AbstractSince the early 1990s British Islamists have been fighting, killing and dying in a succession of conflicts across the world, beginning with the Bosnian civil war of 1992-95. A decade later this violence reached the United Kingdom, with a series of deadly attacks on the London transport system in July 2005, the first suicide bombings in Western Europe. This thesis provides a historiography of the involvement of Britons in global and domestic jihadist struggles at home and abroad across three decades. It catalogues and records their actions, and bring into a central document the names and affiliations of both British Islamist combatants, and those from jihadist organisations who have settled in this country. The ever increasing number of Britons travelling to the Islamic State does not come as a surprise when the scale of past involvement in such causes is considered. This thesis deconstructs the religious objectives is intrinsic to these trends, and emphasises that in British Jihadism it is the goal, as much as the message, which is religious. The reluctance of British Muslim representative organisations to address early examples of these developments, the ‘denial’ – is analysed herein. The development of a religious terrorism which often targets women and minority groups may have been expected to face critical examination from academics, in particular from within the critical terrorism studies school. Regrettably such rigour is found to be lacking. Indeed it is within the academy that some the most sustained attempts to deny any religious influences behind contemporary terrorism have been found. Detailed 3 feminist critiques of Islamist practice are deployed to advocate a new approach – one that leads to a critical terrorist studies which critiques not just government responses to terrorism, but terrorist actors also.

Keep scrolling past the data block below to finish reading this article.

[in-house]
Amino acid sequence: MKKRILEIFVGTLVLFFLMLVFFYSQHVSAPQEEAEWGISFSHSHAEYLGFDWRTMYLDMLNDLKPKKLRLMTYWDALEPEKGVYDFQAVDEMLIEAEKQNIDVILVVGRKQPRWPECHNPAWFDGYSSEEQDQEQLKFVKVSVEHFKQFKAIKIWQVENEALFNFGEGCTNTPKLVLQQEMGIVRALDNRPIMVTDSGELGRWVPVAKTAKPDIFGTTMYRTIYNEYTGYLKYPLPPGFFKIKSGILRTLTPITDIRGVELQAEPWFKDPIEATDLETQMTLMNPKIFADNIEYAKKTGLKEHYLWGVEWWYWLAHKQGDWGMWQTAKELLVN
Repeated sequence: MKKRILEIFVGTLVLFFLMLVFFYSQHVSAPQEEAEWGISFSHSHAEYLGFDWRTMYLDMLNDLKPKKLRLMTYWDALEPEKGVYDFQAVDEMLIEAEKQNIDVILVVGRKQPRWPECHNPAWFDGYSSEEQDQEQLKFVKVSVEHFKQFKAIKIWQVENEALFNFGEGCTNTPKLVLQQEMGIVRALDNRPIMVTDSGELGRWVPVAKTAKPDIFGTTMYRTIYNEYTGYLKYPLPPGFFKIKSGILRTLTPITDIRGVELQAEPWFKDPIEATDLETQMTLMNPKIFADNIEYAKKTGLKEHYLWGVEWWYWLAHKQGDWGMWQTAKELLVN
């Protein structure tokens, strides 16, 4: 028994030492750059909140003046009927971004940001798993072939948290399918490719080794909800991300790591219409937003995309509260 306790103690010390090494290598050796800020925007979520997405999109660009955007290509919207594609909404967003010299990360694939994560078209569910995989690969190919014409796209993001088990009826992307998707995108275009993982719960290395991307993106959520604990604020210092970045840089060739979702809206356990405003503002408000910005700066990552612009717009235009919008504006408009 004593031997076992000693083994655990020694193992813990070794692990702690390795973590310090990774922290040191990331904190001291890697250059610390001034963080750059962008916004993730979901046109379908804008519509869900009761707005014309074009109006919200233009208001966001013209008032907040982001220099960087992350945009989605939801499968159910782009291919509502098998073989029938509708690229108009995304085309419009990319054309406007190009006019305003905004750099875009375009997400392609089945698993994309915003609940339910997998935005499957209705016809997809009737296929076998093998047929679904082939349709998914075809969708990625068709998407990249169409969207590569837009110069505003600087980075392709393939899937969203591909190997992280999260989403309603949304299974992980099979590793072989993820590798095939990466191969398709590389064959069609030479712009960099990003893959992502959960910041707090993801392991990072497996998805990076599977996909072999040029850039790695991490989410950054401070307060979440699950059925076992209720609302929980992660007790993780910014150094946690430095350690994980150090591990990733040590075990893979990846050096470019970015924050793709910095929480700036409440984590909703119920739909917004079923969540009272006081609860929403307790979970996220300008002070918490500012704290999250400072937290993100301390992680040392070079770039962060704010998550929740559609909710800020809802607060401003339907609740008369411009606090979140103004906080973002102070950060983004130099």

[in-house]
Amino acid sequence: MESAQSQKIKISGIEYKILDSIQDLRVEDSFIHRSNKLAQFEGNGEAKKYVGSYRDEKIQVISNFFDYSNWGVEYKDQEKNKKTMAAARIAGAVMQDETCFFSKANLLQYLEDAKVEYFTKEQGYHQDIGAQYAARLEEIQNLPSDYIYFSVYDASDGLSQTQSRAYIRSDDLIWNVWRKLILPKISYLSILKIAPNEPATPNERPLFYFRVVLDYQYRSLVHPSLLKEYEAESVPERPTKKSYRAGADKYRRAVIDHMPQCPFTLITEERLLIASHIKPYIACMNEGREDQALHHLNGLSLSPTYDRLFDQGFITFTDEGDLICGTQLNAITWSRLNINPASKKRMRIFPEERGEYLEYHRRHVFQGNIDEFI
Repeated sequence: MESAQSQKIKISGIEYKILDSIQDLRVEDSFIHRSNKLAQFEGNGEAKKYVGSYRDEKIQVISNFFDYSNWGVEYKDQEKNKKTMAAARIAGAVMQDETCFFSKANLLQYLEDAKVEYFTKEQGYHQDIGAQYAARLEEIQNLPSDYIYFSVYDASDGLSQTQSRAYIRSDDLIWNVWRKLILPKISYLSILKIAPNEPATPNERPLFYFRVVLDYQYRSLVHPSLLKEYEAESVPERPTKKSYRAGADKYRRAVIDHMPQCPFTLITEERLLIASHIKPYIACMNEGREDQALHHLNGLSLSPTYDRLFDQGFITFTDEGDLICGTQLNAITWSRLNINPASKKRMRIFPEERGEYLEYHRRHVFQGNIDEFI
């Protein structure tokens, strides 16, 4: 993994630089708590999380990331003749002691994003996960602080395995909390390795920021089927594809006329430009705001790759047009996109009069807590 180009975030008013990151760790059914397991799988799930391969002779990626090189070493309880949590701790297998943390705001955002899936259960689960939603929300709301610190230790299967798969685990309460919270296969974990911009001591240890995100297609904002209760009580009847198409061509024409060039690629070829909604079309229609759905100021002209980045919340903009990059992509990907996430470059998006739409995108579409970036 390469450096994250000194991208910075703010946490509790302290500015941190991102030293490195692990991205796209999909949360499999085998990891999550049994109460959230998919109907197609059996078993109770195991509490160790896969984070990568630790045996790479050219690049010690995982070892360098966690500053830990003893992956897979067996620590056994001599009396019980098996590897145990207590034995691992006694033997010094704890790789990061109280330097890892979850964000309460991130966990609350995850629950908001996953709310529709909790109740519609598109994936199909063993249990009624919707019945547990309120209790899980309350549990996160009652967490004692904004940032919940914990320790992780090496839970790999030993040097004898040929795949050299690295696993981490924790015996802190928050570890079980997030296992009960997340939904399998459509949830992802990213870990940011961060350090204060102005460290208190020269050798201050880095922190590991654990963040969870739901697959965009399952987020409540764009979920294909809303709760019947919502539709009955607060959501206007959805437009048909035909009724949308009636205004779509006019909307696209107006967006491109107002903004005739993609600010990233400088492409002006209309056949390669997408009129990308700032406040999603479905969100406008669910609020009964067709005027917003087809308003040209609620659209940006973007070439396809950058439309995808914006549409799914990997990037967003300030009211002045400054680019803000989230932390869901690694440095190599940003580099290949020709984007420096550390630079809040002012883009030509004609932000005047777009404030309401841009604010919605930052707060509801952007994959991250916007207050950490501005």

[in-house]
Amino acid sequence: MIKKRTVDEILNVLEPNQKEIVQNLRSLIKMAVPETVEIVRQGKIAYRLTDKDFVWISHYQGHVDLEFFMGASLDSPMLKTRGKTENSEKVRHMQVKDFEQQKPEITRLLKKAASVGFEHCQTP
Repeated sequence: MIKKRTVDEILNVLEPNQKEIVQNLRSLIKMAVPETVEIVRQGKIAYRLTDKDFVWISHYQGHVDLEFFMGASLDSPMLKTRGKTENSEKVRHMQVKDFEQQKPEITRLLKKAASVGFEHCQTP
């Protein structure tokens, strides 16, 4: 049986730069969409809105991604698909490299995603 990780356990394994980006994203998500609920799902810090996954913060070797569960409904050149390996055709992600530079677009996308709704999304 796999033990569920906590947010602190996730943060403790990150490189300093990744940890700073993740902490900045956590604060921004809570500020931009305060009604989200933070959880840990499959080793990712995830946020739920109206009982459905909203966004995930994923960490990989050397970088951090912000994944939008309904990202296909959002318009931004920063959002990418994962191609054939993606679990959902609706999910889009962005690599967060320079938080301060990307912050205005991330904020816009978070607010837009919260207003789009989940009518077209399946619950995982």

Stott, Paul (2015) British Jihadism: The Detail and the Denial. Doctoral thesis, University of East Anglia.